In April of last year, an earthquake in Nepal shattered thousands of lives. People lost everything – their homes, their loved ones and their opportunities.
In the year since the earthquake and its aftershocks devastated the region, Nepal has been struggling to rebuild. The progress is largely helped by relief efforts, but the majority of the focus falls on necessities such as food, clean water, and housing.
Coppell High School sophomore Kritima Lamichhane was personally affected by the natural disaster. Her family left Nepal when she was 4, and most of her relatives still live there. Her grandma was almost crushed when her house collapsed, but had gone over to a neighbor’s house just before the earthquake to borrow sugar.
After traveling to Nepal last summer and seeing the damage first-hand, Lamichhane wanted to do anything she could to help. In particular, she wanted to rebuild schools that had been destroyed to give children in Nepal the same opportunities we have in the United States.
“Seeing the devastation after the earthquake, I really wanted to do something,” Lamichhane said. “There were so many people dead or crushed under stuff after the earthquake. It’s so sad.”
Her parents supported her decision, proud to have a daughter striving to help people in need.
“It’s good that she’s taking steps to help others, especially at such a young age,” her mother Mall Lamichhane said. “We’re glad to have a daughter that is so caring to people who don’t have what she has here.”
With her parents cheering her on, Lamichhane enlisted the help of friends she knew would care about the cause, asking CHS sophomores Abby Hymer and Kristen Lason to be co-directors. Both girls were eager to help.
“When my friend Kritima brought it up, I thought it’d be a great opportunity to be able to give back, especially to these people who are so deserving of an education but don’t have the same opportunities as us,” Hymer said. “Even though the earthquake was last year, there’s still so much rubble. It’s been hard for Nepal to recover.”
Providing the children of Nepal with a safe place to learn within walking distance will make an invaluable difference.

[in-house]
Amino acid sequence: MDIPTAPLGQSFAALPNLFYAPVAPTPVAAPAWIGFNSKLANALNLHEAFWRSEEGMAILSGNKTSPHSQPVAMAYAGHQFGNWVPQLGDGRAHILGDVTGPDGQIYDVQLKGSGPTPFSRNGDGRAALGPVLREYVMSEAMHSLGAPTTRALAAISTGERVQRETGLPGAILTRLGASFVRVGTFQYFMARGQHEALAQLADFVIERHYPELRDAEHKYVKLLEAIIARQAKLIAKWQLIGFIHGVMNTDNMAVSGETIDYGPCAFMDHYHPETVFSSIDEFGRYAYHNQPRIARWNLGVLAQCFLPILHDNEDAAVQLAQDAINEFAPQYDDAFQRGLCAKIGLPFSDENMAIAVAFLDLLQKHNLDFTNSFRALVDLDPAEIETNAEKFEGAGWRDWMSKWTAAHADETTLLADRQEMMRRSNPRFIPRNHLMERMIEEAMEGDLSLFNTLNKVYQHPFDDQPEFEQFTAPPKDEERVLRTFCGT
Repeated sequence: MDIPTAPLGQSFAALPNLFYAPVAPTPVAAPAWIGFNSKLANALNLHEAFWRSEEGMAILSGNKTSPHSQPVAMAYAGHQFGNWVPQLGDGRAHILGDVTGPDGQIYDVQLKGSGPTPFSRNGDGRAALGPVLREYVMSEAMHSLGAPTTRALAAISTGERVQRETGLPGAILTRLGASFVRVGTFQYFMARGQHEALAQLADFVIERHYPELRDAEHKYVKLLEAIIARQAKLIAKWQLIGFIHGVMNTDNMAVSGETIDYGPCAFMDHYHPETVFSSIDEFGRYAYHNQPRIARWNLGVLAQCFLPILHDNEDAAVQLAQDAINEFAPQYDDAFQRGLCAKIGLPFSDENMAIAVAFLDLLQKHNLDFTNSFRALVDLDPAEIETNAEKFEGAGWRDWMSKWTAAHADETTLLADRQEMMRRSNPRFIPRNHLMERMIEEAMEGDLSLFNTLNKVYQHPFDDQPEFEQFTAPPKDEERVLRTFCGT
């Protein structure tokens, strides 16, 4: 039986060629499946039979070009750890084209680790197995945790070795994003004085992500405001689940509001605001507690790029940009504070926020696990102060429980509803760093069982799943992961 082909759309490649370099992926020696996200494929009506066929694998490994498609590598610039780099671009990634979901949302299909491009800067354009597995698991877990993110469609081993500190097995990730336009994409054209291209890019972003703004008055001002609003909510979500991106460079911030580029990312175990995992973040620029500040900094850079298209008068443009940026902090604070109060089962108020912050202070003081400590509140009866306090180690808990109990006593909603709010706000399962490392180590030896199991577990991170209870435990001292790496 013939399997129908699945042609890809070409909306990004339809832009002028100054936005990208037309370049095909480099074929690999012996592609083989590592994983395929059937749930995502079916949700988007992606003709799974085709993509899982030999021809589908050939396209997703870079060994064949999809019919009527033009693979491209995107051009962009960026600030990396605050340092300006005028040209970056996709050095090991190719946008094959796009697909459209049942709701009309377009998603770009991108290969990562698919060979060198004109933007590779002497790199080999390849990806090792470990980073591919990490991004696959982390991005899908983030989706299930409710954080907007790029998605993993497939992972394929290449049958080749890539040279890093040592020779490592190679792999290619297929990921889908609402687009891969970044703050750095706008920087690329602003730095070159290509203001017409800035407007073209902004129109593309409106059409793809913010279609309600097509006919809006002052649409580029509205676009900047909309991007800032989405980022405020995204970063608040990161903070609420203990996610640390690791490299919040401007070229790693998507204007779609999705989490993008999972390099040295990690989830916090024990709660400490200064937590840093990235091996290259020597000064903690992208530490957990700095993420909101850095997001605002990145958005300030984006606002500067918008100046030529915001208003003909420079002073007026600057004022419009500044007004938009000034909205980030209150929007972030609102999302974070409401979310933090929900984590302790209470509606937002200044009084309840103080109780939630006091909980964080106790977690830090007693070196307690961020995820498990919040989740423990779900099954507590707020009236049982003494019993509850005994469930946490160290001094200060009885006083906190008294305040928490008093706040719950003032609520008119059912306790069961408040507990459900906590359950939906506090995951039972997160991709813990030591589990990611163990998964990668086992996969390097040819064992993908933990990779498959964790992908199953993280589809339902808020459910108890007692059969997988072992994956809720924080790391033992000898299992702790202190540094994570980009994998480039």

“Giving them something as simple as an education would widen the horizons of what they can be when they grow up, how they can support their families in the future,” Hymer said. “It can really flip their life around.”
After a few meetings, it was decided that A Night for Nepal would host a movie night to raise money to rebuild these schools. The event, which will feature things such as a showing of Big Hero 6, food, games and raffle, will take place behind City Hall on May 7 from 6:30 to 10 p.m.
“The more people that show up, the more money we’ll be able to send to Nepal,” Hymer said. “We’re trying to get a bounce house and huge projector screen and seat like 500 people behind City Hall. Seeing a bunch of people come together for a good cause would be incredible.”
If the movie event has a positive effect on the community and the relief efforts in Nepal, this will not be the only year it occurs.
“If this event is successful, this could go on for years to come,” Lamichhane said. “I want to continue the event next year, and the year after. In college, it could be something we do over the summer, or people younger than us could carry it out.”
The other volunteers share her vision of A Night for Nepal continuing through the generations.
“In the future, we could include other grades,” Lason said. “It could become a yearly thing that’s passed down through the school grades. I hope it isn’t just a one time thing, or even just the few years we are here, because this is a chance for us to truly make an impact.”
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